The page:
young poland era
After the Revolution
History and modern times invariably intertwined, social conflicts and the heroes' moral conflicts, the tragedy and charm of life – these are regular themes in Żeromski's works. He was such a prolific writer that it would be hard to list them all. They are characterized by great stylistic diversity: historical legends, epics, manifestos written in poetic prose, poems (Aryman Mści się / Aryman Takes Vengeance 1904, Powieść o Udałym Walgierzu / The Story of the Valiant Waltherius 1905, Słowo o Bandosie / A Word on Bandos 1908, Duma o Hetmanie / Elegy for a Hetman 1908, Sen o Szpadzie / The Dream of the Sword 1905). There were also plays: Róża / The Rose (1909) - Romantic in form, this was a great treaty on revolution; the historical drama Sułkowski (1910); the contemporary social drama Uciekła Mi Przepióreczka... / My Little Quail has Flown.
The revolution of 1905 brought an important turning point in Żeromski's output. His works now featured even more pessimism, a conviction that social problems could never be resolved, a sense of the futility of noble efforts, of the domination of evil.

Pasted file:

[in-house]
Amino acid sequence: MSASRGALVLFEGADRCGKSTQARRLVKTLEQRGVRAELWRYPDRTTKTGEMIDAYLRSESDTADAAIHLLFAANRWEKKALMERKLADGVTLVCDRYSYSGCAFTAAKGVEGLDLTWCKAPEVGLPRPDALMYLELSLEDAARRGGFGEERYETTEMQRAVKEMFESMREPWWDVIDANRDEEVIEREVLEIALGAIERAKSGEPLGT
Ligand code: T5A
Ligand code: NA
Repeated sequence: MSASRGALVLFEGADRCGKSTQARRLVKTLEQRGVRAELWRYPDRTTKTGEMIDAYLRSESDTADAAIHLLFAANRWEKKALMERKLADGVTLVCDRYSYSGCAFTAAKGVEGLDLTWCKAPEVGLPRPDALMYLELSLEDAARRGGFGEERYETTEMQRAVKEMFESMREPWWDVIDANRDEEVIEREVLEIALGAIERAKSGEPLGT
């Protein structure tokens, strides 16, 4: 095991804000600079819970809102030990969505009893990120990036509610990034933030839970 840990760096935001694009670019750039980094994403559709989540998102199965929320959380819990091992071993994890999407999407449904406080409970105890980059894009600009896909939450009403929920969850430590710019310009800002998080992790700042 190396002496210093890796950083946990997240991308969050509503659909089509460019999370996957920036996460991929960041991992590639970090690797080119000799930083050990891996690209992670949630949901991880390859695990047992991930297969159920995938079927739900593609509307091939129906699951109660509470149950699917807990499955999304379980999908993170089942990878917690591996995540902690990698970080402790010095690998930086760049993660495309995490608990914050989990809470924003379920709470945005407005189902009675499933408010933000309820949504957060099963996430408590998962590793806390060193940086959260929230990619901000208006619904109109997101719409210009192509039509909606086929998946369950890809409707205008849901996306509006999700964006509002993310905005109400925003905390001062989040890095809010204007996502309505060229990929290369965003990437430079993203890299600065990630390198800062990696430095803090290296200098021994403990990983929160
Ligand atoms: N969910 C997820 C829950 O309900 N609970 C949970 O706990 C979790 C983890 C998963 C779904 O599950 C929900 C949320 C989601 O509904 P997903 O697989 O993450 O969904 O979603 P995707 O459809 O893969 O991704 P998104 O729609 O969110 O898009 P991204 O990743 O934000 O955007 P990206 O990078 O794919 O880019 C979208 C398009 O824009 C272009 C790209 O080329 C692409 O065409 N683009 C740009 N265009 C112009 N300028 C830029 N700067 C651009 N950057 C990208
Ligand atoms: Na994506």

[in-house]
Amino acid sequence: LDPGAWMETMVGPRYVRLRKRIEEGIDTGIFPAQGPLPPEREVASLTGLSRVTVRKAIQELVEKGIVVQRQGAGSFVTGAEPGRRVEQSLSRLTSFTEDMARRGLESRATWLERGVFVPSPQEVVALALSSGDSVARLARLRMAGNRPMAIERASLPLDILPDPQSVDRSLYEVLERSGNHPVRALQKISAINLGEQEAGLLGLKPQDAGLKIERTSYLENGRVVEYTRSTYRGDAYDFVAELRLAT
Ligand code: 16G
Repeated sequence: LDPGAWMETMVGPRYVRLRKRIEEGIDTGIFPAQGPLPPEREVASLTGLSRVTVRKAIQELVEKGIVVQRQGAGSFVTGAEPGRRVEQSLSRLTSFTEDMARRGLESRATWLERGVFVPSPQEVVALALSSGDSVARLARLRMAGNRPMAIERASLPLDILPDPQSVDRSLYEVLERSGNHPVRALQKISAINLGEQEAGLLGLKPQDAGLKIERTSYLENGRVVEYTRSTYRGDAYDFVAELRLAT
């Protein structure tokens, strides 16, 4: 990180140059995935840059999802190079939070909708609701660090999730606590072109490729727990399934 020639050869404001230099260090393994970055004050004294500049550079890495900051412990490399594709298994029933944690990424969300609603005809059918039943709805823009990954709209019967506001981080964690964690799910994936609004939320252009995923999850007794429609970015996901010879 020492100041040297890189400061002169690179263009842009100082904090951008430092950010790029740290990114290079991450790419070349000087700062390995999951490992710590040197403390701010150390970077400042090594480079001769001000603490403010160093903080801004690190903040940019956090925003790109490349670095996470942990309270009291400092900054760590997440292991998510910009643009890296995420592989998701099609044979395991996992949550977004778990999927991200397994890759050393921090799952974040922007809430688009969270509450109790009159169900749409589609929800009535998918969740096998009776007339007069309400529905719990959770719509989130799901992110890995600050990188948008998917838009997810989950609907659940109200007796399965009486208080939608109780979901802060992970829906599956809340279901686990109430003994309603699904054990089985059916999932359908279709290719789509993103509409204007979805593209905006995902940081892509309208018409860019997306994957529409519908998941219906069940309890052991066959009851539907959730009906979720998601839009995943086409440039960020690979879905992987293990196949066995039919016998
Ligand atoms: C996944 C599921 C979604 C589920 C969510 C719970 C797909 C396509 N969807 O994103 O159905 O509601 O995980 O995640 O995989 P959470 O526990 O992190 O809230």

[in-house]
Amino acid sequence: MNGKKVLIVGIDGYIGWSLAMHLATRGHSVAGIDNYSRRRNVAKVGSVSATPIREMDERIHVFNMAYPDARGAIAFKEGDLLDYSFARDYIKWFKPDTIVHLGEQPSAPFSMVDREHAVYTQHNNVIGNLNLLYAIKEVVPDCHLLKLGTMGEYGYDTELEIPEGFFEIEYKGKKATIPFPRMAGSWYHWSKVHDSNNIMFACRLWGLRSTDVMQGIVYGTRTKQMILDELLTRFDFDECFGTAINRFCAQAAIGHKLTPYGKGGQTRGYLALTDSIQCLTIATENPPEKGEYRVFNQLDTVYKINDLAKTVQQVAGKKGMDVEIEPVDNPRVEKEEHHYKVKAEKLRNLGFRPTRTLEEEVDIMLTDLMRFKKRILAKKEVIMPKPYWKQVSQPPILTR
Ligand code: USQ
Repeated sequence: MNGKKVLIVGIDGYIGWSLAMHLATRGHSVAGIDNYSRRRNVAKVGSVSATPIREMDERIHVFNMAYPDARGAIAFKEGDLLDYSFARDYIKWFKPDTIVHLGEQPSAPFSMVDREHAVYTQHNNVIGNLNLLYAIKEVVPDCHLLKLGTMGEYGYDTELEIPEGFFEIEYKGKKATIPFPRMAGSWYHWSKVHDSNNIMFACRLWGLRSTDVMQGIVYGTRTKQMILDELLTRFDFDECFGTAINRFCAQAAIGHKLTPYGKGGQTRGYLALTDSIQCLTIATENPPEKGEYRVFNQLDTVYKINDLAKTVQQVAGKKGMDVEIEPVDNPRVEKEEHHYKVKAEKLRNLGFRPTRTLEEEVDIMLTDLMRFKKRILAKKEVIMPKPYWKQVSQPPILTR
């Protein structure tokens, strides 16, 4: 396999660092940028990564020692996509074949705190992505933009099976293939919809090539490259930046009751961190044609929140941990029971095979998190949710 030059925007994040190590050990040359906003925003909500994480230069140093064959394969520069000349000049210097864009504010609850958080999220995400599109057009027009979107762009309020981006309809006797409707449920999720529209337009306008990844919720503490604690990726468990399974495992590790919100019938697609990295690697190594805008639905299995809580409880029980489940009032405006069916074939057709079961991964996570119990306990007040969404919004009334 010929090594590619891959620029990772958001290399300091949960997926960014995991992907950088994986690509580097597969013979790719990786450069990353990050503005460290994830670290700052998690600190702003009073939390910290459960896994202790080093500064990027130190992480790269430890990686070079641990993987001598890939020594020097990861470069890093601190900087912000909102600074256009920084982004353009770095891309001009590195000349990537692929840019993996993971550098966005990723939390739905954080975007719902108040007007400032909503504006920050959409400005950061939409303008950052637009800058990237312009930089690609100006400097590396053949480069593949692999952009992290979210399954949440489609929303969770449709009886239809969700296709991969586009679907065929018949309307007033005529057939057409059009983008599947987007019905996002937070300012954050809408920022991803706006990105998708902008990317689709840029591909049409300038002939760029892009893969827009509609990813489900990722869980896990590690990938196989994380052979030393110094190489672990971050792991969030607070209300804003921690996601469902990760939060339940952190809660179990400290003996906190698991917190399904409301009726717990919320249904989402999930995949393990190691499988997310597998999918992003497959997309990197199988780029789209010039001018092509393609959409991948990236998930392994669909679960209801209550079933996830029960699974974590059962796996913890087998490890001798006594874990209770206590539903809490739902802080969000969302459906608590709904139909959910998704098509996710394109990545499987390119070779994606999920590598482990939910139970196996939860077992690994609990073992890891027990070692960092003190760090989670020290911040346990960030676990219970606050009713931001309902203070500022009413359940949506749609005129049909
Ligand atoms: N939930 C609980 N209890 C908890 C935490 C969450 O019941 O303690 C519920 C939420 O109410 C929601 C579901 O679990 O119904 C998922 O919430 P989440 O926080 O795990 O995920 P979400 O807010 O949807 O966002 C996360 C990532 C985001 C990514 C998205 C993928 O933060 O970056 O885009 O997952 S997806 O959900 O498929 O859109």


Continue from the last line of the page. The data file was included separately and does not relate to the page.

The novel Dzieje Grzechu / Story of a Sin (1908) is precisely such a study of evil. The tragic story of Ewa Pobratymska and her love for Łukasz Niepołomski was interpreted in terms of penury and social hypocrisy, which is true only in part – a shortage of money does influence the heroes' actions, but their emotional sphere is more important. Ewa is an effusive person, excessive in her emotions – both in her religious raptures and in her passion and hatred, which lead her to infanticide, a relationship with criminals, prostitution, and murder. At some stage, she accepts her own evil and feels that it liberates her from a sense of guilt and moral obligation. Strictly social issues appear in the part that unfolds on Bodzanta's estate, which is not really essential to Ewa's story but is necessary for presenting a certain utopia. Bodzanta turned his estate into a community property, he is 'transforming peasants into citizens', organizing a modern economy, an education system, and health care, and restoring fallen women to a normal life. Initially enthralled, Ewa abandons this paradise (which will soon disintegrate anyway) at the first news of her former lover; she takes part in a conspiracy to kill him, and finally dies defending him.